But that doesn’t mean we need to have everything follow standards. If we had enforced that, the web wouldn’t be where it is now. Again, for better or worse. XHTML died because it was too restrictive. HTML5 and lenient parsers were necessary to compete with Flash and to move the web forward.

Backwards compatibility

Backwards compatibilty is another big part of the web platform. We subscribed to the idea of older products being available in the future. That means we need to cater for old technology in newer browsers. Table layouts from long ago need to render as intended. There are even sites these days publishing in that format, like Hacker News. For browser makers, this is a real problem as it means we need to maintain a lot of old code. Code that not only has a diminishing use on the web, but often even is a security or performance issue. Still, we can’t break the web. Anything that goes into a “de facto standard” of web usage becomes a maintenance item. For a horror story on that, just look at all the things that can go in the head of a document. Most of these are non-standard, but people do rely on them.

Fault tolerance

Fault tolerance is a big one, too. From the very beginning web standards like HTML and CSS allow for developer errors. In the design principles of the language the “Priority of Constituencies” states it as such:

In case of conflict, consider users over authors over implementors over specifiers over theoretical purity

This idea is there to protect the user. A mistake made by a developer or a third party piece of code like and ad causing a problem should not block out users. The worrying part is that in a world where we’re asked to deliver more in a shorter amount of time it makes developers sloppy.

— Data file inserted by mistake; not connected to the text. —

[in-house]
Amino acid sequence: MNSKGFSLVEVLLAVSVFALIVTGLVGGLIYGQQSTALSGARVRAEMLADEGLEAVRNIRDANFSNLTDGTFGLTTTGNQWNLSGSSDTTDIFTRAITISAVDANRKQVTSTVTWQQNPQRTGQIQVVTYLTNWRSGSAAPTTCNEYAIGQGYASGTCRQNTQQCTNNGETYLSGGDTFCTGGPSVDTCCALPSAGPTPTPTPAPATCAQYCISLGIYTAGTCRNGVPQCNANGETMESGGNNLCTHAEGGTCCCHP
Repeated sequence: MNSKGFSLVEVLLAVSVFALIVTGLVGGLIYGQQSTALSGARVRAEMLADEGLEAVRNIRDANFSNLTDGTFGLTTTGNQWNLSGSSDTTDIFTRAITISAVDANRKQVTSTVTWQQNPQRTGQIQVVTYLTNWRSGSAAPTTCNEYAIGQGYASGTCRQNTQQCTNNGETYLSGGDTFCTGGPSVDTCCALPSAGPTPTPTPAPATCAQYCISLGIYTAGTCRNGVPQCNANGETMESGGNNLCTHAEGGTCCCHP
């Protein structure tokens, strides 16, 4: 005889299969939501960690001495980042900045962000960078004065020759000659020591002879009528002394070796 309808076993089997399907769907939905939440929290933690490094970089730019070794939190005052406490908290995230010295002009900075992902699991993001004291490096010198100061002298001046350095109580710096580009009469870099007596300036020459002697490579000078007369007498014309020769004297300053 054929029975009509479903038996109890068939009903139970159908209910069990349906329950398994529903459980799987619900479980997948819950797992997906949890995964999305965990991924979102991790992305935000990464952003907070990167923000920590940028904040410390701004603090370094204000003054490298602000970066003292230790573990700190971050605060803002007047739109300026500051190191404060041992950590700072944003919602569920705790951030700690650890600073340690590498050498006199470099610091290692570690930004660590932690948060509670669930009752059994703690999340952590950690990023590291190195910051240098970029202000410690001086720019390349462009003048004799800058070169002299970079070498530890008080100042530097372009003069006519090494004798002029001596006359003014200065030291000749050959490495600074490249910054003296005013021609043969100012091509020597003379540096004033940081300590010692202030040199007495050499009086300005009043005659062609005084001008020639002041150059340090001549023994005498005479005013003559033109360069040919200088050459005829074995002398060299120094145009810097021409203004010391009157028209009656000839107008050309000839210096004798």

The web is great, but not simple to measure or monetise

What we have with the web is an open, distributed platform that grants the users all the rights to convert content to their needs. It makes it easy to publish content as it is forgiving to developer and publisher errors. This is the reason why it grew so fast.

Does this make it better than any other platform or does it make it different? Is longevity always the goal? Do we have to publish everything in the open?

There is no doubt that the web is great and was good for us. But I am getting less and less excited about what’s happening to it right now. Banging on and on about how great the web as a platform is doesn’t help with its problems.

It is hard to monetise something on the web when people either don’t want to pay or block your ads. And the fact that highly intrusive ads and trackers exist is not an excuse for that but a result of it. The more we block, the more aggressive advertising gets. I don’t know anyone who enjoys interstitials and popups. But they must work – or people wouldn’t use them.

The web is not in a good way. Sure, there is an artisinal, indie movement that creates great new and open ways to use it. But the mainstream web is terrible. It is bloated, boringly predictable and seems to try very hard to stay relevant whilst publishers get excited about snapchat and other, more ephemeral platforms.

Even the father of the WWW is worried: Tim Berners-Lee on the future of the web: The system is failing .

If we love the web the way we are happy to say all the time we need to find a solution for that. We can’t pretend everything is great because the platform is sturdy and people could publish in an accessible way. We need to ensure that the output of any way to publish on the web results in a great user experience.

The web isn’t the main target for publishers any longer and not the cool kid on the block. Social media lives on the web, but locks people in a very cleverly woven web of addiction and deceit. We need to concentrate more on what people publish on the web and how publishers manipulate content and users.

Parimal Satyal’s excellent Against a User Hostile Web is a great example how you can convey this message and think further.